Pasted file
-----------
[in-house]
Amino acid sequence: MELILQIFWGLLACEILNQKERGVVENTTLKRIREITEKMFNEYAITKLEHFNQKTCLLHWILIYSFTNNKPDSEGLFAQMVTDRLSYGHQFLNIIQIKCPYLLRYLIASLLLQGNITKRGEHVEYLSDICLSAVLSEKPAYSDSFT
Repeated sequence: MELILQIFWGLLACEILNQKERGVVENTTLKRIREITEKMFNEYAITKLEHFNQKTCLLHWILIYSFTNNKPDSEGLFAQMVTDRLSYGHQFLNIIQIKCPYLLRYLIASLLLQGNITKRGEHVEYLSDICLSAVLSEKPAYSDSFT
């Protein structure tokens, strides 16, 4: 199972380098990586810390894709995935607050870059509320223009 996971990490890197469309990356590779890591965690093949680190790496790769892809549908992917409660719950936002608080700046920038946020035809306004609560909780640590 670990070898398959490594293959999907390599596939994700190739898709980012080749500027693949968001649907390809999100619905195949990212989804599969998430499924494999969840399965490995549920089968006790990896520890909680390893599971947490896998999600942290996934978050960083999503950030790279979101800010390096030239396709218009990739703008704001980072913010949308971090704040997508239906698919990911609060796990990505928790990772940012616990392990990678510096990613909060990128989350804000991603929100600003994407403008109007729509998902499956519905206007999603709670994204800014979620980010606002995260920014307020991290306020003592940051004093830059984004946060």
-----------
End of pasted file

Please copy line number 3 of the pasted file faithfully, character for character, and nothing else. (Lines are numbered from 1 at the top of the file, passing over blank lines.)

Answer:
Repeated sequence: MELILQIFWGLLACEILNQKERGVVENTTLKRIREITEKMFNEYAITKLEHFNQKTCLLHWILIYSFTNNKPDSEGLFAQMVTDRLSYGHQFLNIIQIKCPYLLRYLIASLLLQGNITKRGEHVEYLSDICLSAVLSEKPAYSDSFT